1 1/2 Tbs soy sauce (or gluten-free tamari)
1/2 cup vegetable broth
1 tsp sriracha or other chile sauce (or to taste)
1/2 to 1 tsp black pepper, freshly ground
2 tsp cornstarch
1. Cut the tofu into 1/2-inch slices. Gently press each slice between paper towels to remove some of the moisture. Then cut each slice into rectangles. Place into a ziplock bag. Combine tofu seasoning in a small bowl and pour over tofu. Seal bag and gently turn it over until tofu is completely covered in seasoning. (You can do this ahead of time and allow the tofu to marinate for a stronger flavor, but it’s not mandatory.)
2. Preheat oven to 400F. Line a baking sheet or dish with parchment paper. (A silicon mat will also work, but parchment on a rimmed metal baking sheet yields the crispiest tofu with no sticking.) Place the tofu on the parchment in a single layer along with the marinade. Bake for 15 minutes. Turn gently and bake for another 15 minutes. Remove from oven.
3. While the tofu is cooking, chop all the vegetables and combine the sauce ingredients in a small bowl. About 10 minutes before tofu is done, preheat a large, deep non-stick skillet or wok over medium-high heat. Spray or rub it with oil if you wish, but this is optional. Have about a half cup of water or broth standing by. Add the onion and cook for a couple of minutes until it begins to become translucent. Add a tablespoon of water or broth if it starts to stick. Add the bell pepper and stir-fry for another minute. Then add the garlic and mushrooms and cook another two minutes, adding liquid by the tablespoon if needed.
4. Stir in the kale, add about 2 tablespoons of liquid, and cover quickly. After a minute, stir and add liquid if necessary. Cook covered for another minute and then add the asparagus and a little more liquid. Cover and cook until asparagus is tender-crisp, about 2 minutes. Add the sauce and cook until it is heated through. Serve the vegetables with tofu on top, or stir the tofu into the vegetables and serve over rice or pasta.
Note: Use whatever green vegetables you like instead of the kale and asparagus. Bok choy and broccoli or green beans are a delicious combination.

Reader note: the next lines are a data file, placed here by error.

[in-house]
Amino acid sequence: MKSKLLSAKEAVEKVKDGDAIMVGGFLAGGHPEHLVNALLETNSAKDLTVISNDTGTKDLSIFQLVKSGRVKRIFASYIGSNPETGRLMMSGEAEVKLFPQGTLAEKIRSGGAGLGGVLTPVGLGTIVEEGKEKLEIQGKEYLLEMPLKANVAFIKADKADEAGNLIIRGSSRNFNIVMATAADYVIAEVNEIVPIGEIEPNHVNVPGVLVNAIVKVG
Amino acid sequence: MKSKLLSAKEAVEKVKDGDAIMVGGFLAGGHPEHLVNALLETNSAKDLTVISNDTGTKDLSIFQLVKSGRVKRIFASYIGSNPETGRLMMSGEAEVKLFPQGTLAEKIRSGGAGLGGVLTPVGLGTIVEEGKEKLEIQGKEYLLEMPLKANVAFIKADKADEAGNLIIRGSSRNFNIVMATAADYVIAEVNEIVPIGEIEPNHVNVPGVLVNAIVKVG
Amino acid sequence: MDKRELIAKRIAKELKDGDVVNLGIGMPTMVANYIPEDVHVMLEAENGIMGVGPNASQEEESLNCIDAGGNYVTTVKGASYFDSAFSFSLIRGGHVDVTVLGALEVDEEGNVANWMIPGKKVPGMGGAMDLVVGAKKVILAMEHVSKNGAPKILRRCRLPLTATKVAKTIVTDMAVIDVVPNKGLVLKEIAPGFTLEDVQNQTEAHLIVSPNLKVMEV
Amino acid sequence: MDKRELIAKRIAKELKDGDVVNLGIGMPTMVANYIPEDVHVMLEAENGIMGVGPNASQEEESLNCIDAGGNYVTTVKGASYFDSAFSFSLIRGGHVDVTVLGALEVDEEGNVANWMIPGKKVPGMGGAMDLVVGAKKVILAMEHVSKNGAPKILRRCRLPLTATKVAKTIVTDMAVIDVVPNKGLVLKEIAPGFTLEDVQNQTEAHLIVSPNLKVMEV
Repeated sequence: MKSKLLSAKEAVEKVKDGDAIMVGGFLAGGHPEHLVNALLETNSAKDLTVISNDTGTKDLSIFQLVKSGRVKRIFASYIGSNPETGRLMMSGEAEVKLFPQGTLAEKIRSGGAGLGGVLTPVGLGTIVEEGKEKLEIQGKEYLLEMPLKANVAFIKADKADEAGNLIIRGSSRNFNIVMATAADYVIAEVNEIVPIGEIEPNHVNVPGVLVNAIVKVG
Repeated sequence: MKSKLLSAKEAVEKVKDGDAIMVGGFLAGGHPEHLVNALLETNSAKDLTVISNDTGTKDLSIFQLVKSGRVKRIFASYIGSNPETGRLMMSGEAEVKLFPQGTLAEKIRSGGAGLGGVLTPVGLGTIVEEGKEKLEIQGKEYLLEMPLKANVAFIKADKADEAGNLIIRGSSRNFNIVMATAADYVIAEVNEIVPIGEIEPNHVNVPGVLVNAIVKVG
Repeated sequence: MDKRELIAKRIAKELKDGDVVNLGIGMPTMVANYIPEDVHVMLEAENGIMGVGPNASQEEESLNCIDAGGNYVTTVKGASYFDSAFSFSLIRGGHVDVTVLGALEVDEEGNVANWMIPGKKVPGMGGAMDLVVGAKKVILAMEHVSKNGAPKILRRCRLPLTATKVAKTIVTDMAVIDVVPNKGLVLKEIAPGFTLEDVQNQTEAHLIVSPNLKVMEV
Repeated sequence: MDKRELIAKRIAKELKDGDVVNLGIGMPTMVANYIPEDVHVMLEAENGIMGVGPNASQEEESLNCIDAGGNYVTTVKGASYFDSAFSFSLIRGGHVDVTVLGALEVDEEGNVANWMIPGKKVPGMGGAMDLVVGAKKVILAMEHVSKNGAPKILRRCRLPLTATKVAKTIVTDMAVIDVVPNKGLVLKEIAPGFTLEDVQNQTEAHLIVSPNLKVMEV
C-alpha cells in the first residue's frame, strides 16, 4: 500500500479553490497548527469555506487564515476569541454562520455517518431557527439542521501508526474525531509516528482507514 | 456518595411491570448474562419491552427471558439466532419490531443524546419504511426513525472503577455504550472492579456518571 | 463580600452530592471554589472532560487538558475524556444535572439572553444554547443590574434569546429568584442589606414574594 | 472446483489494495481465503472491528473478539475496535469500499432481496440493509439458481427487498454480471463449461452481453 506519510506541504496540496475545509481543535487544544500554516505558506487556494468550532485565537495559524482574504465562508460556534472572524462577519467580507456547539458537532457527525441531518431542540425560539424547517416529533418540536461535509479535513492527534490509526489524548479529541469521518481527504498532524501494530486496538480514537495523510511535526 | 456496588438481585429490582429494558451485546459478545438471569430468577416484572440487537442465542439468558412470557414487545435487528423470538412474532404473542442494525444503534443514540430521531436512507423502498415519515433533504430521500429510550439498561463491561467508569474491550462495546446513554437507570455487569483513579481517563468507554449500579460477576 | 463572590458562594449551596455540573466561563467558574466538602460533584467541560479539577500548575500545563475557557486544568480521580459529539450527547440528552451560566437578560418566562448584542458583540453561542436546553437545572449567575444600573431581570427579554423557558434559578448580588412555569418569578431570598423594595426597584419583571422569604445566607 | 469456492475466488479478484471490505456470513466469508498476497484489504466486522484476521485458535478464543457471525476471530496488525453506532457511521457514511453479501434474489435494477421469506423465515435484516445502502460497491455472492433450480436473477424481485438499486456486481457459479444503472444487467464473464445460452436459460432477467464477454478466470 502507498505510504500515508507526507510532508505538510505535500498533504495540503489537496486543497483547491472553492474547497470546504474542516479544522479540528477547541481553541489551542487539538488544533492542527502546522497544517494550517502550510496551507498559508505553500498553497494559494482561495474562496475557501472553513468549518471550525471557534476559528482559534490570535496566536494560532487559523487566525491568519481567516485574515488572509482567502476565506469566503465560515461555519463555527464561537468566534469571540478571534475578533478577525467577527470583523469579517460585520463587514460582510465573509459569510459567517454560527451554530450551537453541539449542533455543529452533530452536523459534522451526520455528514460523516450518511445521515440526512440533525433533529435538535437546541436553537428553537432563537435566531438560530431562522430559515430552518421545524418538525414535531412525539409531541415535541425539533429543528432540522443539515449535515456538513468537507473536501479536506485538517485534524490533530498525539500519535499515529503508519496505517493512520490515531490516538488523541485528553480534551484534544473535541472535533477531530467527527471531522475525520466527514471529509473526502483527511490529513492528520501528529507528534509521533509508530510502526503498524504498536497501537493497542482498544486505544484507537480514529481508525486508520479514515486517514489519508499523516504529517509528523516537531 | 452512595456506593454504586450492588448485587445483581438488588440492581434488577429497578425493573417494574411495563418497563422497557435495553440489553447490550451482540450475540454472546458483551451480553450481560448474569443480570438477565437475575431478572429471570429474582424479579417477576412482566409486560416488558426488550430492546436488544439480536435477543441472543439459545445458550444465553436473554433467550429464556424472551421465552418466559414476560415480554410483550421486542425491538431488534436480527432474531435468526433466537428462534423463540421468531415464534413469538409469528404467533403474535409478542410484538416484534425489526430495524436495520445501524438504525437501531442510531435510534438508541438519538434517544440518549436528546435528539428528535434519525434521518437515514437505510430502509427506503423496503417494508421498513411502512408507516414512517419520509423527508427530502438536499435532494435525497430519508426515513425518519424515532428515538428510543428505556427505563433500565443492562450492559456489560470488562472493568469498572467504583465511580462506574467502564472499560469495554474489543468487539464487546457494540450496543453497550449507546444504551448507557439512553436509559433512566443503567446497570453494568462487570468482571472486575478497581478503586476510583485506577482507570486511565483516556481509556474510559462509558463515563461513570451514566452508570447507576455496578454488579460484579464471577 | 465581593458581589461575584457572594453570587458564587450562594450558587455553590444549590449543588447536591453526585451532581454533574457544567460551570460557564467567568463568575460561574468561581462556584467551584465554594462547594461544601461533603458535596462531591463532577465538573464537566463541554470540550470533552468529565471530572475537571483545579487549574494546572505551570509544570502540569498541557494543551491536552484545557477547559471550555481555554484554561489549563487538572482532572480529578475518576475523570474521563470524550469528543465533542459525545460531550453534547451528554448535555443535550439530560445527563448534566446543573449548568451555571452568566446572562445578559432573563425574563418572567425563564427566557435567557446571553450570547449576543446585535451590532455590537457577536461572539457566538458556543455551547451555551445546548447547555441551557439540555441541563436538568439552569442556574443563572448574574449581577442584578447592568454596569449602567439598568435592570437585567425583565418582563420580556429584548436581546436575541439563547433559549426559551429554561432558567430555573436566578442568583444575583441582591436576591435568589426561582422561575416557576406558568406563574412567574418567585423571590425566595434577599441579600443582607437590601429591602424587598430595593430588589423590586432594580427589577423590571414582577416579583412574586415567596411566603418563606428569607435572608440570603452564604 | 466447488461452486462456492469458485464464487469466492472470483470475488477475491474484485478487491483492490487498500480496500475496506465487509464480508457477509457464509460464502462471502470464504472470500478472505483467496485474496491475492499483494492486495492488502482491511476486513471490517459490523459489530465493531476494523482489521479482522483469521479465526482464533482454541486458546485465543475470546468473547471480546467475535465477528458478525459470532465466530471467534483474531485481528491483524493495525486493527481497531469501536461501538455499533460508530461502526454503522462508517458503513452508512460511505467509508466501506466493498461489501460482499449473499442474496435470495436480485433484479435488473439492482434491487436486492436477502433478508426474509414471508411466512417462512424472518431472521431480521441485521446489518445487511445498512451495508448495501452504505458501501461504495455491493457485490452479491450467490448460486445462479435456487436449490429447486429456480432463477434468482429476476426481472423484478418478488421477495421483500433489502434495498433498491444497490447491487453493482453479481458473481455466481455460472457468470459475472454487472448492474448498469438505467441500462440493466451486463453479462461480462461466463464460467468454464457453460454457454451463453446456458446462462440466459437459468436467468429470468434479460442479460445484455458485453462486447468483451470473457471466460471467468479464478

With cherries in season, I saw this video online and just had to share it with you.
Fully Raw Kristina has really hit a home run with this one.
It looks soooo good!
Enjoy the video.
Eating healthy can be tricky, but finding healthy cookware with all the great qualities you would want in cookware can be down right frustrating.
I know.., it took me quite a while to finally decide on cookware. I had five requirements; it had to be stick resistant, tough (I wanted to be able to use metal utensils) as well as being healthy to cook in and eco friendly and oh ya.. I wanted it to be made in the good old USA.
It was quite a list and I did not find any cookware that meet all my requirements for quite a while until I found Man Pans.
You see, the problem with most other non-stick cookware is that they are coated with a non-stick surface that contains PTFE (Polytetrafluoroethylene) the best known brand name of PTFE-based formulas is Teflon. Some also contain PFOA (Perfluorooctanoic Acid) both of which leach their toxins into your food.
They also scratched easily so you had to use plastic or wood utensils when cooking with them.
I also found that if they weren’t Teflon or something close to that, everything would stick.
Notice that Man Pans don’t claim to be “non-stick” but “stick resistant”. The stick resistance of the pans surface is like a well seasoned cast iron skillet. Its not an oily petroleum feeling like Teflon is. It’s their Gem-X2 coating, a two layer sapphire/quartz-like natural mineral finish.
I have had food stick to the pan in some instances, usually because I had the heat too high or I did not wipe the pan down with a little oil first. There is a slight learning curve to cooking with these pans, they heat up quick and stay hotter longer.
Here is what makes Man Pans different: